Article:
Wednesday, July 30, 2014
Sunday, July 27, 2014
Friday, July 25, 2014
In addition to being Zizek's teacher, adviser, and sponsor, Jacques-Alain Miller became his analyst as well. While familiarity between analyst and analysand is discouraged by Freudians, it was not unusual for Lacanians to socialize with their patients. Lacan's most controversial psychoanalytic innovation, however, was the variable, or "short," session through which he tried to combat a patient's resistance by introducing an element of discontinuity into the therapeutic process. In contrast to Freud's f ifty-minute "hour," Lacan's sessions ended the moment he sensed the patient had uttered an important word or phrase--a break that might occur in fifteen minutes or less. Miller had fine-tuned the logic of therapy to the point that few sessions lasted more than ten minutes. "To be in analysis with Miller was to step into a divine, predestined universe," says Zizek. "He was a totally arbitrary despot. He would say, come back tomorrow at exactly 4:55, but this didn't mean anything! I would arrive at 4:55 and would find a dozen people waiting."
One goal of the variable session is to keep a patient from preparing material ahead of time. In this respect, Lacanian psychoanalysis met its match in Zizek. "It was my strict rule, my sole ethical principle, to lie consistently: to invent all symptoms , fabricate all dreams," he reports of his treatment. "It was obsessional neurosis in its absolute purest form. Because you never knew how long it would last, I was always prepared for at least two sessions. I have this incredible fear of what I might dis cover if I really went into analysis. What if I lost my frenetic theoretical desire? What if I turned into a common person?" Eventually, Zizek claims, he had Miller completely taken in by his charade: "Once I knew what aroused his interest, I invented eve n more complicated scenarios and dreams. One involved the Bette Davis movie All About Eve.Miller's daughter is named Eve, so I told him that I had dreamed about going to a movie with Bette Davis in it. I planned every detail so that when I finishe d he announced grandly, 'This was your revenge against me!'"
Monday, July 21, 2014
Thursday, July 17, 2014
Gessen was an artist monk. Before he would start a drawing or painting he always insisted upon being paid in advance, and his fees were high. He was known as the "Stingy Artist."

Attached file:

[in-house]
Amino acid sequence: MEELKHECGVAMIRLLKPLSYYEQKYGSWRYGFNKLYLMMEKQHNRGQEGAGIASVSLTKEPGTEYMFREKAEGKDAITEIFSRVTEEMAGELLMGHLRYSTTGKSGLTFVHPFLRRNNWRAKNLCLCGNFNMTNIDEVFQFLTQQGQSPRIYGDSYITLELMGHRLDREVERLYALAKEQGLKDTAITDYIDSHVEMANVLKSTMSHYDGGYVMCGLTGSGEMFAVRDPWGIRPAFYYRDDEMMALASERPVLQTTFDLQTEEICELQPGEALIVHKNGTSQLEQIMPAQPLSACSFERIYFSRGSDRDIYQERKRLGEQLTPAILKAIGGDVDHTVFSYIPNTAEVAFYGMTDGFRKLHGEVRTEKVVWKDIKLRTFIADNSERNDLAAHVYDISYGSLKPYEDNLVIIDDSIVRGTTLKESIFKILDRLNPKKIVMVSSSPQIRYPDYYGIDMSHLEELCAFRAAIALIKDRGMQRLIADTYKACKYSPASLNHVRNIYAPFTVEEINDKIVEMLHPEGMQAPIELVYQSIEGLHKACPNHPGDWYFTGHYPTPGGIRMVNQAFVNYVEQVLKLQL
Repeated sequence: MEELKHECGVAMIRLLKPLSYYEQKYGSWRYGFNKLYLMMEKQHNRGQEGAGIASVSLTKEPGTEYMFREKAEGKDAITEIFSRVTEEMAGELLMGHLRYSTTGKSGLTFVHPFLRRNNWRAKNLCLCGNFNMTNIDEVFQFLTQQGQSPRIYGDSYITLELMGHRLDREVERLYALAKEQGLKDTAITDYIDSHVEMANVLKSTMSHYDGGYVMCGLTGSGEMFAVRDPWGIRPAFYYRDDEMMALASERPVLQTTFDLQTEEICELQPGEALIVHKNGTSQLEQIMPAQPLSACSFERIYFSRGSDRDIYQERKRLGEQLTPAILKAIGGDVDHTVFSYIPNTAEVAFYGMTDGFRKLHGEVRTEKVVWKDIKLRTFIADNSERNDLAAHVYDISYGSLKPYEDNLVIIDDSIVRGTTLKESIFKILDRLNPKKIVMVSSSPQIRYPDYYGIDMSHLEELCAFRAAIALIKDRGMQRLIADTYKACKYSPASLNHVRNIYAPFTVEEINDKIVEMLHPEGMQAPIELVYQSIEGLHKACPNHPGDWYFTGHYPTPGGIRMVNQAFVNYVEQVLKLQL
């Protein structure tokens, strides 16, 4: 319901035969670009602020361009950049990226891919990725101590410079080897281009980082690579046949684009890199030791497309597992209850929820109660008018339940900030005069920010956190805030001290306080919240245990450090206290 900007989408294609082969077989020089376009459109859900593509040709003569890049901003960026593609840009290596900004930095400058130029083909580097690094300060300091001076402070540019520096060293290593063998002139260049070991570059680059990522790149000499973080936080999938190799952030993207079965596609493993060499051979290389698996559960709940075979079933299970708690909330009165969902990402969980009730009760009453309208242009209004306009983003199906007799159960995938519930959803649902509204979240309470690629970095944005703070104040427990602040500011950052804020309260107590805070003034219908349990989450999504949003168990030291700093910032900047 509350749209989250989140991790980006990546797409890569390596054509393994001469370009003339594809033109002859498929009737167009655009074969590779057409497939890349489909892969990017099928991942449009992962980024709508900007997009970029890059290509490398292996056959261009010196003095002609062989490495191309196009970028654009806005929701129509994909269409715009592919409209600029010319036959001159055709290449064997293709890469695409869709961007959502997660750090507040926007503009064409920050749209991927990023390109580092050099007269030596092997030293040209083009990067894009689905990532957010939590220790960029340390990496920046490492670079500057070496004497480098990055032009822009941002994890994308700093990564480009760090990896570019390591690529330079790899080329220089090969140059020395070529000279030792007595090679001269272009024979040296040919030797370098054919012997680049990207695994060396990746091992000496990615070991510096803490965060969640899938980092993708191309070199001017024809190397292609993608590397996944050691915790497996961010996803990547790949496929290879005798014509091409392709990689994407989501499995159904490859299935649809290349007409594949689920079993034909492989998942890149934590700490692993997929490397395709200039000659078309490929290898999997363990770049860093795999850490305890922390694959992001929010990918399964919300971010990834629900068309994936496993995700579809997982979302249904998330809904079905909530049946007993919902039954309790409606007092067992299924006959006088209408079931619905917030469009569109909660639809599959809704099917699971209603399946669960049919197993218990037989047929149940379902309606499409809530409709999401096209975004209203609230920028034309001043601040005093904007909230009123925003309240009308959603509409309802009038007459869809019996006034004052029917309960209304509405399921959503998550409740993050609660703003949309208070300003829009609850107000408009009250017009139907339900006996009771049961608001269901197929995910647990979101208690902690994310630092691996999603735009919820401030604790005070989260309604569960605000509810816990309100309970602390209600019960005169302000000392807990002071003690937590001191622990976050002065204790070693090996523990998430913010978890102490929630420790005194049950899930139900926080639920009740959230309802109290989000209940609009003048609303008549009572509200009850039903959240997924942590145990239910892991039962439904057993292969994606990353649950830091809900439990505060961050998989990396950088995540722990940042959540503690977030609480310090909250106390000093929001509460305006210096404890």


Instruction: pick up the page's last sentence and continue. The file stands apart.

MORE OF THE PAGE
A geisha once gave him a commission for a painting. "How much can you pay?" inquired Gessen.
"Whatever you charge," replied the girl, "but I want you to do the work in front of me."
So on a certain day Gessen was called by the geisha. She was holding a feast for her patron.
Gessen with fine brush work did the painting. When it was completed he asked the highest sum of his time.
He received his pay. Then the geisha turned to her patron, saying: "All this artist wants is money. His paintings are fine but his mind is dirty; money has caused it to become muddy. Drawn by such a filthy mind, his work is not fit to exhibit. It is just about good enough for one of my petticoats."
Removing her skirt, she then asked Gessen to do another picture on the back of her petticoat.
"How much will you pay?" asked Gessen.
"Oh, any amount," answered the girl.
Gessen named a fancy price, painted the picture in the manner requested, and went away.
It was learned later that Gessen had these reasons for desiring money:
A ravaging famine often visited his province. The rich would not help the poor, so Gessen had a secret warehouse, unknown to anyone, which he kept filled with grain, prepared for those emergencies.
From his village to the National Shrine the road was in very poor condition and many travellers suffered while traversing it. He desired to build a better road.
His teacher had passed away without realizing his wish to build a temple, and Gessen wished to complete this temple for him.
After Gessen had accomplished his three wishes he threw away his brushes and artist's materials and, retiring to the mountains, never painted again.
Saturday, July 5, 2014
Friday, July 4, 2014
Thursday, July 3, 2014
Wednesday, July 2, 2014
In Joanna Hogg's 'Exhibition' there are scenes where Gillick's character 'H' is shown using Blender. This is amazing because it completely justifies all I really can be bothered doing these days in terms of real art making outside of fieldwork and research, which is sitting at home making Blender models and getting them built by others commercially. The fact that I have the exact same process as him and gets away with it is totally validating.
There's even a scene of him with an open book counting the number of shelves on some piece of Modernist architecture and replicating it in the program, which is exactly what I do.